(NEW YORK) — The attorney leading a bipartisan campaign to disqualify former President Donald Trump from the 2024 ballot in every state says there’s a “very good chance” a top court in Minnesota, Colorado or Michigan will rule on the issue before the end of the year — teeing up urgent review by the U.S. Supreme Court.
“This question needs to be decided ideally before any ballots are printed, and I hope and expect it will be decided in our favor,” said Ben Clements, chairman and senior legal advisor of Free Speech for People, a legal advocacy group behind some of the constitutional challenges to Trump’s candidacy.
Judges in Colorado and Minnesota last week heard arguments in cases brought by groups of voters alleging an often-overlooked part of the Constitution — Section 3 of the 14th Amendment — bars Trump from their state ballots.
The district court in Colorado is expected to deliver an initial ruling this month.
A court in Michigan this week will take up a similar case against Trump as his attorneys counter-sue officials in that state to forcibly include him on the ballot.
“We the people have an obligation, the secretaries of state have an obligation, the courts have an obligation to enforce and give meaning to Section 3 of the 14th Amendment. Even if it might be politically hard,” Clements said on ABC’s “This Week.”
Section 3 of the 14th Amendment was ratified after the Civil War to keep former Confederate rebels from being elected to government roles. It says anyone who took an oath “as an officer of the United States to support the Constitution” and who then “engaged in insurrection or rebellion” or gave “aid or comfort to the enemy” cannot hold office.
Trump’s critics allege he clearly violated Section 3 given his connection to the Jan. 6, 2021, riot at the U.S. Capitol and efforts to block certification of President Joe Biden’s election victory.
“It’s very clear cut,” said Harvard Law professor and constitutional scholar Laurence Tribe. “The odds are that at least one state court is going to decide that the language of the 14th Amendment means what it says and says what it means, applying in this obvious case.”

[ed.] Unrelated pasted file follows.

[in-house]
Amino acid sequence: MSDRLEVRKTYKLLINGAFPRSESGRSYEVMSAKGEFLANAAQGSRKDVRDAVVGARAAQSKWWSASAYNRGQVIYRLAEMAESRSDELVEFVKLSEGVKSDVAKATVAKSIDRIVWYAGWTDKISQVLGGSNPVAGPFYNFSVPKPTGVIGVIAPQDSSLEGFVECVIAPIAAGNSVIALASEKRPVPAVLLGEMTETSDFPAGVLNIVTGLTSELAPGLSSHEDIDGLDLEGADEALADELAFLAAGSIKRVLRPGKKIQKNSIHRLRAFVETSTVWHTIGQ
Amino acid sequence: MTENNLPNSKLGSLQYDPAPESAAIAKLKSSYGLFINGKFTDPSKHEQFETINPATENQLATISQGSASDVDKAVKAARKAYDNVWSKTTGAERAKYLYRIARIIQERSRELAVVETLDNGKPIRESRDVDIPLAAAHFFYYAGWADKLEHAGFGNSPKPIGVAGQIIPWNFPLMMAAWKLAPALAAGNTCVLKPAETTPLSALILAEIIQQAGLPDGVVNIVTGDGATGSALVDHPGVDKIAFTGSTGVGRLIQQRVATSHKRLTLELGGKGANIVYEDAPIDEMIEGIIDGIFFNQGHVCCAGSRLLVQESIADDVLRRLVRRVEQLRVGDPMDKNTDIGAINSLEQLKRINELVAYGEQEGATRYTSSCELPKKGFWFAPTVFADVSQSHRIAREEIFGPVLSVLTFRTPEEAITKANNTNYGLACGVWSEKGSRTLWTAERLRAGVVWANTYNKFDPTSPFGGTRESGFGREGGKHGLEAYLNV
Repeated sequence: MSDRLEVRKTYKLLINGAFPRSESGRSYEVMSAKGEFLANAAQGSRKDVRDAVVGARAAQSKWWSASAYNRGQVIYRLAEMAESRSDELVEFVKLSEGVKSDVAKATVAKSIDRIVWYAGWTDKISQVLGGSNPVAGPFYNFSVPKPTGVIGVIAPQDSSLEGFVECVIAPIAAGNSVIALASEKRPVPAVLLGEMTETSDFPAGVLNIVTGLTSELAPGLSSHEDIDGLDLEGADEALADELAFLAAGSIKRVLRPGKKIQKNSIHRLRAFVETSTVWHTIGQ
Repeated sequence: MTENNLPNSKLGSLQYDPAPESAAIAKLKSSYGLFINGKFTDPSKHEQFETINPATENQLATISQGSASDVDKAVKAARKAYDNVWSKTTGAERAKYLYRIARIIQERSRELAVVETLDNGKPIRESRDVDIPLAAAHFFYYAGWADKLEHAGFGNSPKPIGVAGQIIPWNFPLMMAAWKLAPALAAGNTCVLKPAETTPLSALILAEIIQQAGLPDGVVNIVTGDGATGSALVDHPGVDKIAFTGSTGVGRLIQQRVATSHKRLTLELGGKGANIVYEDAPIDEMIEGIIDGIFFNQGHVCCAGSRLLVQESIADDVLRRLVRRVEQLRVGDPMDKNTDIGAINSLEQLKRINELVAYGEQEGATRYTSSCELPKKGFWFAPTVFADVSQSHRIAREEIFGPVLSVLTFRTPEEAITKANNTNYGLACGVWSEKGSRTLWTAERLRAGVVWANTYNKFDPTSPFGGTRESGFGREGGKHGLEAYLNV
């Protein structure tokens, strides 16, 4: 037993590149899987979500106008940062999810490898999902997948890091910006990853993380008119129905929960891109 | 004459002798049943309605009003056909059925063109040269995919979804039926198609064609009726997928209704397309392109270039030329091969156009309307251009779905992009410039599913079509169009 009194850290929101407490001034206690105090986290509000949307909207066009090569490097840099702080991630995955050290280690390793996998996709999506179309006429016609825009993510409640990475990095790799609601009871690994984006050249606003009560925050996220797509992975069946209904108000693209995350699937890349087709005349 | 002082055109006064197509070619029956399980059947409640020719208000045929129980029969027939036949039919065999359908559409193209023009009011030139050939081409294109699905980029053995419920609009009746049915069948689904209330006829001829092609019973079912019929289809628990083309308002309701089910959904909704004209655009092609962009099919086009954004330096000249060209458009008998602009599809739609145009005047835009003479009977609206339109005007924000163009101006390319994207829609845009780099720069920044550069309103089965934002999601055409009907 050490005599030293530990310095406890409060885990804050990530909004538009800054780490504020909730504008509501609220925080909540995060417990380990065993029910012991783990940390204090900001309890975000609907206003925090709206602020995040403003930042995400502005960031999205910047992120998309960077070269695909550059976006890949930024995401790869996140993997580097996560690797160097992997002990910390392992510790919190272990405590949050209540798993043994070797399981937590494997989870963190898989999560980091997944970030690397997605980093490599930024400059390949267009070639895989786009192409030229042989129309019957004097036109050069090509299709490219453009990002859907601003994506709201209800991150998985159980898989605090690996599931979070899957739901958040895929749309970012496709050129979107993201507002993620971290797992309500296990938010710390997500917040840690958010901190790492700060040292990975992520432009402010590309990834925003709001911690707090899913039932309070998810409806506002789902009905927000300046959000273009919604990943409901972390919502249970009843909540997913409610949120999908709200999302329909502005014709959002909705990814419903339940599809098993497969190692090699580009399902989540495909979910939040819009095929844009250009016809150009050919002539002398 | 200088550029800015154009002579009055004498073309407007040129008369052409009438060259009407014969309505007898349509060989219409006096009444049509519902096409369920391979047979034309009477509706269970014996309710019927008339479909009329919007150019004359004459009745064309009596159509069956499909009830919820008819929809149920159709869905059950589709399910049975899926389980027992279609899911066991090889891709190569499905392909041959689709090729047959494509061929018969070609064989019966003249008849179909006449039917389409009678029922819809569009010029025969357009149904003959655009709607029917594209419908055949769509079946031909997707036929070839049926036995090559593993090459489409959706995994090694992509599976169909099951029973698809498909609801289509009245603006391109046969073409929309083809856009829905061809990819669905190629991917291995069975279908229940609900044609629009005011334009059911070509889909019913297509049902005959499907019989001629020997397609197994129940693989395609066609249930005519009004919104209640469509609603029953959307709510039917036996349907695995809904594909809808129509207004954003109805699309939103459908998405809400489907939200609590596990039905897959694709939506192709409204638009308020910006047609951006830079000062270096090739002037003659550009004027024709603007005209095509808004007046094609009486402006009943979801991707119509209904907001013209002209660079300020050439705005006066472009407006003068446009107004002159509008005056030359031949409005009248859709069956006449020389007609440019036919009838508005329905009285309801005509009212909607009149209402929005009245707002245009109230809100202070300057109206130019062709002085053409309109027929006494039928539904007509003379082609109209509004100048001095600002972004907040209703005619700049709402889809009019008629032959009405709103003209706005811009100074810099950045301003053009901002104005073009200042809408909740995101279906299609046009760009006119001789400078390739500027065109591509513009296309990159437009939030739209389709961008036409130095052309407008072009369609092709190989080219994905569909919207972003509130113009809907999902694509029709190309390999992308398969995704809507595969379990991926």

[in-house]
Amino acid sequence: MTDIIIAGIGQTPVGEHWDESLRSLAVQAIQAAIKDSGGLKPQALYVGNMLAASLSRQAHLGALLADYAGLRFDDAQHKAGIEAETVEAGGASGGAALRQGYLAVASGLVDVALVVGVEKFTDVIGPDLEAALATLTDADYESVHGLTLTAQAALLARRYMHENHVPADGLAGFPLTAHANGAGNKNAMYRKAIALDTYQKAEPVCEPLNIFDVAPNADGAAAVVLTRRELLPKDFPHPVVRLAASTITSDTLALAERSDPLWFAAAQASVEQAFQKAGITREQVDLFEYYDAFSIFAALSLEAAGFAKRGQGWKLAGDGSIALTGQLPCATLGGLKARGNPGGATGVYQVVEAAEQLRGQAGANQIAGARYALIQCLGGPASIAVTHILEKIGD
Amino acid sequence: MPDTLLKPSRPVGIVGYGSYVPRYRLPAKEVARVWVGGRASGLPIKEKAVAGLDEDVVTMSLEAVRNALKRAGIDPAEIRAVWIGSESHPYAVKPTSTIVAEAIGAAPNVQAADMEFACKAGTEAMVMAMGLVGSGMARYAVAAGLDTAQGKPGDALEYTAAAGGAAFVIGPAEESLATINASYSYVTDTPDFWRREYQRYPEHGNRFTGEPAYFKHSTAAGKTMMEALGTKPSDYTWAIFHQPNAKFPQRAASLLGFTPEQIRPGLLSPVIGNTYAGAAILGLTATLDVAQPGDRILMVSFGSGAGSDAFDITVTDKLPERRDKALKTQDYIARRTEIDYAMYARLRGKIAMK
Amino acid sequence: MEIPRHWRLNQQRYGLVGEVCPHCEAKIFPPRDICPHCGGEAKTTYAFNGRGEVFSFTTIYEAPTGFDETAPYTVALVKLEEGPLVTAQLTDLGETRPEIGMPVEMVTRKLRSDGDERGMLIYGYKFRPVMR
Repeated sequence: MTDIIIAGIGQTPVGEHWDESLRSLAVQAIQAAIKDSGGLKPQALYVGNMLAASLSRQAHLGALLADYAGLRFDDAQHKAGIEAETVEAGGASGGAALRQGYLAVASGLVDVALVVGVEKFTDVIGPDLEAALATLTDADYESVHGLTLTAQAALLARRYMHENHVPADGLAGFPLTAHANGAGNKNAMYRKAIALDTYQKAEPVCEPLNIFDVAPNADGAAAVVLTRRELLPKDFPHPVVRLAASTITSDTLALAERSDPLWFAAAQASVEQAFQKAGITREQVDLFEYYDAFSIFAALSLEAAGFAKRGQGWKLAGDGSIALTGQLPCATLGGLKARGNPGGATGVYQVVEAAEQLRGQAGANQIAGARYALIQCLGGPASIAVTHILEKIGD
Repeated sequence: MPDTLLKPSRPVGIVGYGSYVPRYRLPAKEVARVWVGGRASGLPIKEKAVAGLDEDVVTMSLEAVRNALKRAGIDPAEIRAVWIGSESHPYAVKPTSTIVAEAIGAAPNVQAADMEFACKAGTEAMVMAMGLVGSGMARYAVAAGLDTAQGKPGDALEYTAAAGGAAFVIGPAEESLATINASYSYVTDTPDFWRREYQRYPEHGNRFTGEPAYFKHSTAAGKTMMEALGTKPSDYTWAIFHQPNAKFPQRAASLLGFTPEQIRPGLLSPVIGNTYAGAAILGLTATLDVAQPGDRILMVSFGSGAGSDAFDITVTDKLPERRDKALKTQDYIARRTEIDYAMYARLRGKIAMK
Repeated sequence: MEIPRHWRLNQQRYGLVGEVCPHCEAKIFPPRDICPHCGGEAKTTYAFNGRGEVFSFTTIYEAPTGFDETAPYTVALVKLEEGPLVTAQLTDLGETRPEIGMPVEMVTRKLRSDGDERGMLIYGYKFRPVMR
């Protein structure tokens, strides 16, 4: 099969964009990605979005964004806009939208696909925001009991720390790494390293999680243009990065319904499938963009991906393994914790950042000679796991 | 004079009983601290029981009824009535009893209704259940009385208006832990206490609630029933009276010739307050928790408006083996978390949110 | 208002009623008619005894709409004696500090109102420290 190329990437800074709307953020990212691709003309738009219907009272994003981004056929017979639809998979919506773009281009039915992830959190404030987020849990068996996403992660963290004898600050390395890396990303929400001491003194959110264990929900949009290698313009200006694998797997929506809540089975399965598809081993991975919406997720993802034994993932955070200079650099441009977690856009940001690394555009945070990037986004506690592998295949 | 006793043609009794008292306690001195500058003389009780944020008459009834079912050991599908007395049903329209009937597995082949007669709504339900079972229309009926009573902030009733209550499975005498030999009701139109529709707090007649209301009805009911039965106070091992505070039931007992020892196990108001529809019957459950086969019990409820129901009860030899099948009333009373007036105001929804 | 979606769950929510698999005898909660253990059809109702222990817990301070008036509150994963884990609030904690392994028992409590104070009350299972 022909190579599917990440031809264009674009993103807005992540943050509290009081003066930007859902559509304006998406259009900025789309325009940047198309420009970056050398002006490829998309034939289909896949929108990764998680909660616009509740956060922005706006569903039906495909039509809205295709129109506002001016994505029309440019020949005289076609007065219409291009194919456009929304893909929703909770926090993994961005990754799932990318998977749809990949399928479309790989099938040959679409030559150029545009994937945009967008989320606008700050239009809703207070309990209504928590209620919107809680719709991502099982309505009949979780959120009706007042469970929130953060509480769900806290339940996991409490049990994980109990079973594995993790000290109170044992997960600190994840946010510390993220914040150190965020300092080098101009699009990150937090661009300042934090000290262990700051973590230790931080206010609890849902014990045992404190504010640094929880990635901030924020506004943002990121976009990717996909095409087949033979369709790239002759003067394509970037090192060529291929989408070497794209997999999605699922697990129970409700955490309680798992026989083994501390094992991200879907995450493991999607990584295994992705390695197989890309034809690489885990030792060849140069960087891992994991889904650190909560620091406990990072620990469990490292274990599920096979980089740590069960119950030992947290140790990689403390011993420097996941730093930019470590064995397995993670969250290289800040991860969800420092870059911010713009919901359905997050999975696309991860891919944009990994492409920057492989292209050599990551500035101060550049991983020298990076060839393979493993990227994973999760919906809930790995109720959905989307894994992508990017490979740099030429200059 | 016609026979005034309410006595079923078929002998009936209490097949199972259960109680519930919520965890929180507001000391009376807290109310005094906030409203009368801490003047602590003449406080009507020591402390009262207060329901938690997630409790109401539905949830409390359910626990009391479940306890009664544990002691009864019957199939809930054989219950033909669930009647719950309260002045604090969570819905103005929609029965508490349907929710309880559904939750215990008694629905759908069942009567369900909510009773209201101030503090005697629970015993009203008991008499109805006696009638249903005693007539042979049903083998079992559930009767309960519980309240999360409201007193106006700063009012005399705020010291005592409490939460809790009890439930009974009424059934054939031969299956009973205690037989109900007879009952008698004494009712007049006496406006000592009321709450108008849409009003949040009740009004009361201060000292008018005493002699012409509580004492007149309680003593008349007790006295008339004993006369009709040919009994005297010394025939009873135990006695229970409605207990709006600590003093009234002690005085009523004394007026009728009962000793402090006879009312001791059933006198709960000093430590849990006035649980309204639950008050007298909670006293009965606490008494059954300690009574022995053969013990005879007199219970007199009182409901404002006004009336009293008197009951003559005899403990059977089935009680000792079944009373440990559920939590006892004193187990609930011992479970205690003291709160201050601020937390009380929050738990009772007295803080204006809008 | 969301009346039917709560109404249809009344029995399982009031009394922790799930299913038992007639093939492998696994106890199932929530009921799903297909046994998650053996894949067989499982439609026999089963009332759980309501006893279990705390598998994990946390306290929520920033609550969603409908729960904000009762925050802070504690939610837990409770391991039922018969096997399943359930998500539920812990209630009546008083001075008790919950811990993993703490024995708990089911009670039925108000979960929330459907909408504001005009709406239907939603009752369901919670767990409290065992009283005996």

Trump has called the lawsuits an “absurd conspiracy theory” and “election interference.” His legal team argues in court documents that the First Amendment right to free speech protects the former president from allegations he engaged in insurrection.
Trump attorney Scott Gessler, defending him in court in Colorado last week, called the 14th Amendment challenge there “anti-democratic” and contended that “it looks to extinguish the opportunity … for millions of Coloradans, Colorado Republicans and unaffiliated voters to be able to choose and vote for the presidential candidate they want.”
The constitutional argument for disqualifying Trump gained steam after two prominent conservative legal scholars wrote an analysis in the University of Pennsylvania Law Review concluding that Section 3 is “valid, enforceable, and self-executing” — and applies to Trump.
“The fact that they are associated with the Federalist Society, that, unlike me, they are not liberals, I think adds credibility,” Tribe said.
The claim, under this theory, that each secretary of state has the power to unilaterally remove Trump from ballots is backed up, at least in part, by a 2012 appeals court ruling from now-Supreme Court justice — and Trump nominee — Neil Gorsuch.
In a dispute over a naturalized citizen seeking to run for president in Colorado, Gorsuch concluded “a state’s legitimate interest in protecting the integrity and practical functioning of the political process permits it to exclude from the ballot candidates who are constitutionally prohibited from assuming office.”
“This is a provision that’s supposed to operate whether or not you are prosecuted and convicted,” Tribe said of Section 3.
But so far, no secretary of state has enforced Section 3 on their own.
“Eligibility challenges of any kind, whether it’s residency or age or anything else, go through one channel and one channel alone, and that’s the court,” insisted Minnesota Secretary of State Steve Simon, a Democrat.
“We’re not an investigatory office. We’re not a law enforcement office. The ones who are going to make the legal calls about who engaged in what conduct and whether it rises to the level of constitutional disqualification — that’s what a court will do,” he said.
The case “is tough,” said Sarah Isgur, an ABC News legal analyst and former Trump Justice Department official.
“Was Jan. 6 an ‘insurrection’ or ‘rebellion’ in that legal sense of the term? Did Donald Trump ‘engage’ in that insurrection?” Isgur said of questions the courts will have to weigh. “The other problem, and I think this one’s more difficult, is that the language of Section 3 actually only applies to people who took the oath of office as officers of the U.S. When Donald Trump took the oath for president, he did not take the oath for an officer of the U.S.”
Clements believes his cases are compelling and will be difficult for the Supreme Court to ignore.
“The purpose of Section 3 was to say certain people engage in conduct that’s so egregious that is such a threat to our democracy,” he said, “that even if they have the support of the majority of Americans — they should not serve.”
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